- Wordsworth, from The Prelude and "Lines Composed a Few Miles above Tintern Abbey"
- In the first of these, how does Wordsworth take Thomson's idea of Nature as a "great parent" even further than Thomson does? Be specific. What are Wordsworth's most significant encounters with Nature in the poem? What does he learn from Nature? In the second of these, what is the significance of the poet's approach to address the poem to his sister, and what is the significance of the passage of time between his previous visit to the Wye River Valley and the one he experiences in the poem with his sister?
- Hogarth, from "The Analysis of Beauty,"
Burke, "A Philosophical Enquiry . . ."
- Hogarth gives five elements of beauty: fitness, variety, uniformity (or regularity or symmetry), intricacy, and (waving) line. How do his ideas agree and disagree with Burke's? Make a list of Burke's elements of beauty, both for contrast to Hogarth's and for contrast to Burke's elements of the sublime. Make a list of these elements as well (from my summary on page 88). Finally, after looking at both Hogarth and Burke, jot down the points at which you agree with them and the ones at which you disagree. Explain your opinions.
Please note here that we use the word "beauty" or "beautiful" loosely in conversation, often to the point at which it becomes meaningless. Try to differentiate beauty from other pleasant concepts in an effort to keep the word meaningful. Or perhaps try to decide what a "beautiful" tee shot in golf has in common with a "beautiful" summer dress or a "beautiful" view from a rest stop along the highway or a "beautiful" bouquet of flowers or a "beautiful" piece of music. I will begin class by asking you for synonyms for the word "beautiful" and we will try to differentiate between the qualities of beauty and the qualities of things like it.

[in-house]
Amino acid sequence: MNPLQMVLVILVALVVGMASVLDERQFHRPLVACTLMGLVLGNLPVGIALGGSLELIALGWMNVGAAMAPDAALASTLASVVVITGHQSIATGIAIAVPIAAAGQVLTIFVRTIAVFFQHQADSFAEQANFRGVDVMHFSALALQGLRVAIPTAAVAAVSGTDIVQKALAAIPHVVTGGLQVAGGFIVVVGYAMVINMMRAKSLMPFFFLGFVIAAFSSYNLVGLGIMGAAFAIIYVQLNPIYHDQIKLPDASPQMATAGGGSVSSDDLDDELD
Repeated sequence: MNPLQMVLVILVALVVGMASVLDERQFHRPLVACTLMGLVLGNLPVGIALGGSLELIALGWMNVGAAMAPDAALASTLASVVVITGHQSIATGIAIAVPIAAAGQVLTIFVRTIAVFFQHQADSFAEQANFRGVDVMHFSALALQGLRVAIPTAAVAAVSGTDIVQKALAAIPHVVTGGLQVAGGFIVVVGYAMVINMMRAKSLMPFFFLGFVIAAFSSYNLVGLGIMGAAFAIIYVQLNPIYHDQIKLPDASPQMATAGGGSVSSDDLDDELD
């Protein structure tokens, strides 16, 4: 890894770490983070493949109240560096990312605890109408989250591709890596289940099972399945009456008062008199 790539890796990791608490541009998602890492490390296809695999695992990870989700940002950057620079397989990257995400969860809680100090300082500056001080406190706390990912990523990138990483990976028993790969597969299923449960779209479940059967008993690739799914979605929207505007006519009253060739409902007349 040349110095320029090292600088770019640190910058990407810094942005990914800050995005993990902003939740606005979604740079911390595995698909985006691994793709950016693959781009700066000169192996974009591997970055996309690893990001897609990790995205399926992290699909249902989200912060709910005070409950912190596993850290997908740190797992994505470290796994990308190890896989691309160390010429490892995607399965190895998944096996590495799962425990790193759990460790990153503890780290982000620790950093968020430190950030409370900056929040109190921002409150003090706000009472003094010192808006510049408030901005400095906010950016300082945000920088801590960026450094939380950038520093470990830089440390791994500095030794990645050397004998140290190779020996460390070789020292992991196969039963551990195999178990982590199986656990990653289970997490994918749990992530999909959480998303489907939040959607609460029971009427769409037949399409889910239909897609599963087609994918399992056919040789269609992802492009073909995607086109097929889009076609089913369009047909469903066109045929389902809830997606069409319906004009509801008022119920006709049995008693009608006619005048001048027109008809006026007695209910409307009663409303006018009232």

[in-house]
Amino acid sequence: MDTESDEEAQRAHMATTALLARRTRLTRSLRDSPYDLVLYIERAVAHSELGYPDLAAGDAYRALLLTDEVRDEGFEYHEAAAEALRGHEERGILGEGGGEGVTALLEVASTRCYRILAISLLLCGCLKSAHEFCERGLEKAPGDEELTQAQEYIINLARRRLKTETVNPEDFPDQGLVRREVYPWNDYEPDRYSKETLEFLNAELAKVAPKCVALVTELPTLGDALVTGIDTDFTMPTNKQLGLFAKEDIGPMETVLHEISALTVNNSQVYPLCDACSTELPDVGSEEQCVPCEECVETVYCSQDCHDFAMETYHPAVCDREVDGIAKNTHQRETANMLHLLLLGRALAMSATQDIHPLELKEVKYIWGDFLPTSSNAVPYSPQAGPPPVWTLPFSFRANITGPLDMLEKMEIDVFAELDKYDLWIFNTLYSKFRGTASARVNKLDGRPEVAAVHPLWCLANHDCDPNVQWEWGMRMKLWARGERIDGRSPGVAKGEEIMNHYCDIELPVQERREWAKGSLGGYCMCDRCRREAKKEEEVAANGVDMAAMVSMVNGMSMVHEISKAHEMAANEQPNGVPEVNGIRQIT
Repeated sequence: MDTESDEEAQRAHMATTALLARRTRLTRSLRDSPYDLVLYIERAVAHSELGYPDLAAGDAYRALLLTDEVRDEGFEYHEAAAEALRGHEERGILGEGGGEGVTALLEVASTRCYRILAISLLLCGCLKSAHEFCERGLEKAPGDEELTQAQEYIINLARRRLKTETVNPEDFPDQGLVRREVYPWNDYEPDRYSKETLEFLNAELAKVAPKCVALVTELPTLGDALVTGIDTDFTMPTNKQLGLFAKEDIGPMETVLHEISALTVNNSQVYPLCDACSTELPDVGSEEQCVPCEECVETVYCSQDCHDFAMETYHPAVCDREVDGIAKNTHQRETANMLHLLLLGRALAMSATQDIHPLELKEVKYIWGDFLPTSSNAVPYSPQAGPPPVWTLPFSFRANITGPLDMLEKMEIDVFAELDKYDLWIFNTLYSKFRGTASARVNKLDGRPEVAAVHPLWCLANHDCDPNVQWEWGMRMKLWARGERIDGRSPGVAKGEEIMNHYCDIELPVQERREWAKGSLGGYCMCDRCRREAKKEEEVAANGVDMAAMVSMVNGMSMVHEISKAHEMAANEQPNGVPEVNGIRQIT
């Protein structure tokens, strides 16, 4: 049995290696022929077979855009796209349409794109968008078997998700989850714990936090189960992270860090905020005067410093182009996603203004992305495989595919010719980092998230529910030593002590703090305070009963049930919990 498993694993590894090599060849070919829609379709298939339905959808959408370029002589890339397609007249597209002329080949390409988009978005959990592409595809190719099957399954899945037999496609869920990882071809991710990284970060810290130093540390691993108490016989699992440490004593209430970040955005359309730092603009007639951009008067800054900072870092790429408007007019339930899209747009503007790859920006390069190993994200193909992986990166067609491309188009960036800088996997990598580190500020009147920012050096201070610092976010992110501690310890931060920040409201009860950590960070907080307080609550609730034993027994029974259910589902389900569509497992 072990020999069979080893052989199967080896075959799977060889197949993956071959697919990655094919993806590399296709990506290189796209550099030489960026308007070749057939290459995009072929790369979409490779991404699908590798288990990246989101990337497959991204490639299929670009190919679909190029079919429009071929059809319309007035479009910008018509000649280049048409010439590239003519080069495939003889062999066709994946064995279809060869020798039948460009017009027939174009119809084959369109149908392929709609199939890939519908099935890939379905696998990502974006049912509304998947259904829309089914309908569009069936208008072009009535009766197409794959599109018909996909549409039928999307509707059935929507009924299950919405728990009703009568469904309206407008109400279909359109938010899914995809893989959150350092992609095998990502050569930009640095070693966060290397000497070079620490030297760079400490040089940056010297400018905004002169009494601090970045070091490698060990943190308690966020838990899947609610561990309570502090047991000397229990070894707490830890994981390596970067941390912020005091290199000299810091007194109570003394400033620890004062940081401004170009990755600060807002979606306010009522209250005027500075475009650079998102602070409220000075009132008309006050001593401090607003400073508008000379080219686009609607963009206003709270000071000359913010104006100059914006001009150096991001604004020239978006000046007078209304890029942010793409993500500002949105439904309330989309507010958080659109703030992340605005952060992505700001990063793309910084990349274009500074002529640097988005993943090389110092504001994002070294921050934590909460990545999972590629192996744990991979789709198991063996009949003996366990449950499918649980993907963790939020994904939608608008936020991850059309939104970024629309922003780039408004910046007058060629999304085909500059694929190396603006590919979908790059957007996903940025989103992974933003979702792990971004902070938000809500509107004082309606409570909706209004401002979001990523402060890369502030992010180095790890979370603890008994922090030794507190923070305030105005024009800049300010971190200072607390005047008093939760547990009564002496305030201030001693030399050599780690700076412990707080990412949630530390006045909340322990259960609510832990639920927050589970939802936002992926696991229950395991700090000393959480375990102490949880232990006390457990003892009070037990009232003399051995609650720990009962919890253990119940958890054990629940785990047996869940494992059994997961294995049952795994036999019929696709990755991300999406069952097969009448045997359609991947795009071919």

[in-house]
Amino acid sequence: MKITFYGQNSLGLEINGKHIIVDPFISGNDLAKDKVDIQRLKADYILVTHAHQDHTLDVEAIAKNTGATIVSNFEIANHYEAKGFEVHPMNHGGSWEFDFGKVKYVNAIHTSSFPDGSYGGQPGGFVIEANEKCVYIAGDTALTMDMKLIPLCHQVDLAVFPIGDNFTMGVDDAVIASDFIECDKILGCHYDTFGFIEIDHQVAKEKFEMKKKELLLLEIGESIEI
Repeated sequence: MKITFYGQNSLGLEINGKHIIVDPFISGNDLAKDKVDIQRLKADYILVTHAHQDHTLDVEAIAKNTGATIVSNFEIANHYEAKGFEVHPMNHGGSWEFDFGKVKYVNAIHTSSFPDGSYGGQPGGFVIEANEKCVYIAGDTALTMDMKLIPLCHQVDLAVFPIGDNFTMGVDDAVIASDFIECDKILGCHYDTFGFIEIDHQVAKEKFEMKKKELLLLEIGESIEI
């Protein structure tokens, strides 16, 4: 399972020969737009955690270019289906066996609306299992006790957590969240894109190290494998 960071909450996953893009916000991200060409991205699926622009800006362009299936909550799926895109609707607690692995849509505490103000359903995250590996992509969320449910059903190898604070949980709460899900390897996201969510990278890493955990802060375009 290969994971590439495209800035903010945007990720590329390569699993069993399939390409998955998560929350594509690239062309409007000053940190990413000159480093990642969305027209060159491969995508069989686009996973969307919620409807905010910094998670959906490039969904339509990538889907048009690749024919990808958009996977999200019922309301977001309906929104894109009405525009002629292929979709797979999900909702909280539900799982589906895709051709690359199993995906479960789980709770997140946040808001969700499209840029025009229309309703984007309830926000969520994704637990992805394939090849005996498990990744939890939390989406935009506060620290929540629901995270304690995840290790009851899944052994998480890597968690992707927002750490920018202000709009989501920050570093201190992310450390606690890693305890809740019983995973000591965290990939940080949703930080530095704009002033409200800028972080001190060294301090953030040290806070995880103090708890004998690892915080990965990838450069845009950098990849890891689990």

- Bacon, from "Of Gardens," and Pope, The Guardian "#173"
- Begin by thinking about what organizing principles you would use in re-landscaping a piece of property. Where would you begin if you wanted to create a garden that encompassed your whole (large) back yard? Jot down notes on your approaches to the task.
Then make two lists, one for Bacon and one for Pope, indicating their sources and principles of garden design. (Note that Pope's italicized list of garden items is a satire on contemporary taste.) How do the approaches of the two men differ?
- Shenstone, from "Unconnected Thoughts on Gardening"
- Trace the influence of Addison (particularly his concepts of the great, the unexpected, and the beautiful), Burke (particularly his concepts of beauty and sublimity), and Pope (particularly his concepts of naturalness and artificiality) in Shenstone's essay. Does Shenstone help you understand the former writers? If so, how?
John D. Tatter, Birmingham-Southern College, email@example.com